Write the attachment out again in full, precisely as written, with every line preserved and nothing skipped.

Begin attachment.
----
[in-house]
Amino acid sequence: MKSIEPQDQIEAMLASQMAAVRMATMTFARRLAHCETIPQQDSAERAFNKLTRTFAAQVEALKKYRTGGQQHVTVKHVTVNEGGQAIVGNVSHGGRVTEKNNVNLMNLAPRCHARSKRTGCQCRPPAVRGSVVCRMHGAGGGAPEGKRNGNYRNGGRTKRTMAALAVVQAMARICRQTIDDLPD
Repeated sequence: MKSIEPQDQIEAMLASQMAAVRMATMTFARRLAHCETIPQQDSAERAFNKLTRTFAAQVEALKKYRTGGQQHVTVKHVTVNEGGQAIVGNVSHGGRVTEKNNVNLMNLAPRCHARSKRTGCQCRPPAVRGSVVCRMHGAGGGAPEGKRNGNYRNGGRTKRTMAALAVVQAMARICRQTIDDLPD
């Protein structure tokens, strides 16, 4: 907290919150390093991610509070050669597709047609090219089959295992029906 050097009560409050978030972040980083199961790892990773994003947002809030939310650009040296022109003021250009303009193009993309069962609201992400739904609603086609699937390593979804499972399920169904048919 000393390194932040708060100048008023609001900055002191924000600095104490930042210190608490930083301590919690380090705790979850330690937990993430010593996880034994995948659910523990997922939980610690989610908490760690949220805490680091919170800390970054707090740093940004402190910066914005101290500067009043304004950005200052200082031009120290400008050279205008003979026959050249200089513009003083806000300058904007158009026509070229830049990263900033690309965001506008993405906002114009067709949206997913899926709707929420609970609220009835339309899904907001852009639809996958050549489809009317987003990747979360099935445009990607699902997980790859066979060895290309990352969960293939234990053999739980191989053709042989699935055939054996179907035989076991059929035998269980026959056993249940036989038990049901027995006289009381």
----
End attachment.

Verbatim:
[in-house]
Amino acid sequence: MKSIEPQDQIEAMLASQMAAVRMATMTFARRLAHCETIPQQDSAERAFNKLTRTFAAQVEALKKYRTGGQQHVTVKHVTVNEGGQAIVGNVSHGGRVTEKNNVNLMNLAPRCHARSKRTGCQCRPPAVRGSVVCRMHGAGGGAPEGKRNGNYRNGGRTKRTMAALAVVQAMARICRQTIDDLPD
Repeated sequence: MKSIEPQDQIEAMLASQMAAVRMATMTFARRLAHCETIPQQDSAERAFNKLTRTFAAQVEALKKYRTGGQQHVTVKHVTVNEGGQAIVGNVSHGGRVTEKNNVNLMNLAPRCHARSKRTGCQCRPPAVRGSVVCRMHGAGGGAPEGKRNGNYRNGGRTKRTMAALAVVQAMARICRQTIDDLPD
């Protein structure tokens, strides 16, 4: 907290919150390093991610509070050669597709047609090219089959295992029906 050097009560409050978030972040980083199961790892990773994003947002809030939310650009040296022109003021250009303009193009993309069962609201992400739904609603086609699937390593979804499972399920169904048919 000393390194932040708060100048008023609001900055002191924000600095104490930042210190608490930083301590919690380090705790979850330690937990993430010593996880034994995948659910523990997922939980610690989610908490760690949220805490680091919170800390970054707090740093940004402190910066914005101290500067009043304004950005200052200082031009120290400008050279205008003979026959050249200089513009003083806000300058904007158009026509070229830049990263900033690309965001506008993405906002114009067709949206997913899926709707929420609970609220009835339309899904907001852009639809996958050549489809009317987003990747979360099935445009990607699902997980790859066979060895290309990352969960293939234990053999739980191989053709042989699935055939054996179907035989076991059929035998269980026959056993249940036989038990049901027995006289009381």